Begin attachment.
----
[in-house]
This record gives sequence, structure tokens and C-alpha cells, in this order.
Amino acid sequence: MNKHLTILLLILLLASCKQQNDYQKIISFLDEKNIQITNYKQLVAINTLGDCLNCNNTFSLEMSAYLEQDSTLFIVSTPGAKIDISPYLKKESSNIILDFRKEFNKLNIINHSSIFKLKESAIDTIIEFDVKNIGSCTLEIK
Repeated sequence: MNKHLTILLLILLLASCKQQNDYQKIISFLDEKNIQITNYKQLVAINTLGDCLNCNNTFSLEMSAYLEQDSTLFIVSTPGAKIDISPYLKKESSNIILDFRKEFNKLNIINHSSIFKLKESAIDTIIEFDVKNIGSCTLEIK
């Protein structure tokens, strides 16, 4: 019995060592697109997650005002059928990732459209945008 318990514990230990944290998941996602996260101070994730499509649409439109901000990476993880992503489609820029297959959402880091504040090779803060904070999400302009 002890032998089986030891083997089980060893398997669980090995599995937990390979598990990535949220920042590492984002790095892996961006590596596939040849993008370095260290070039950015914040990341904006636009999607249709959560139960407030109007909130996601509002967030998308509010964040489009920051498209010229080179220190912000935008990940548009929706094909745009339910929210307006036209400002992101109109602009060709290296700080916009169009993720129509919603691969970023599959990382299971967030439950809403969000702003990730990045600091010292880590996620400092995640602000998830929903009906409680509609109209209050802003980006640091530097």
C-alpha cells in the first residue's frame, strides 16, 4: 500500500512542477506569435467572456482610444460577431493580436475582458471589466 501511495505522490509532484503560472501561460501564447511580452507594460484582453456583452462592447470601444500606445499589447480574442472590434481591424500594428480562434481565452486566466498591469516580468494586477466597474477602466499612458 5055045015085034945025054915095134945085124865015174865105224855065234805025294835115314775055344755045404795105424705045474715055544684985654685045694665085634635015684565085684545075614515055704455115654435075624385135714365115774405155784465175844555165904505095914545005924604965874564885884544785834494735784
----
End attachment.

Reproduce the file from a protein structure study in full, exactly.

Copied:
[in-house]
This record gives sequence, structure tokens and C-alpha cells, in this order.
Amino acid sequence: MNKHLTILLLILLLASCKQQNDYQKIISFLDEKNIQITNYKQLVAINTLGDCLNCNNTFSLEMSAYLEQDSTLFIVSTPGAKIDISPYLKKESSNIILDFRKEFNKLNIINHSSIFKLKESAIDTIIEFDVKNIGSCTLEIK
Repeated sequence: MNKHLTILLLILLLASCKQQNDYQKIISFLDEKNIQITNYKQLVAINTLGDCLNCNNTFSLEMSAYLEQDSTLFIVSTPGAKIDISPYLKKESSNIILDFRKEFNKLNIINHSSIFKLKESAIDTIIEFDVKNIGSCTLEIK
């Protein structure tokens, strides 16, 4: 019995060592697109997650005002059928990732459209945008 318990514990230990944290998941996602996260101070994730499509649409439109901000990476993880992503489609820029297959959402880091504040090779803060904070999400302009 002890032998089986030891083997089980060893398997669980090995599995937990390979598990990535949220920042590492984002790095892996961006590596596939040849993008370095260290070039950015914040990341904006636009999607249709959560139960407030109007909130996601509002967030998308509010964040489009920051498209010229080179220190912000935008990940548009929706094909745009339910929210307006036209400002992101109109602009060709290296700080916009169009993720129509919603691969970023599959990382299971967030439950809403969000702003990730990045600091010292880590996620400092995640602000998830929903009906409680509609109209209050802003980006640091530097």
C-alpha cells in the first residue's frame, strides 16, 4: 500500500512542477506569435467572456482610444460577431493580436475582458471589466 501511495505522490509532484503560472501561460501564447511580452507594460484582453456583452462592447470601444500606445499589447480574442472590434481591424500594428480562434481565452486566466498591469516580468494586477466597474477602466499612458 5055045015085034945025054915095134945085124865015174865105224855065234805025294835115314775055344755045404795105424705045474715055544684985654685045694665085634635015684565085684545075614515055704455115654435075624385135714365115774405155784465175844555165904505095914545005924604965874564885884544785834494735784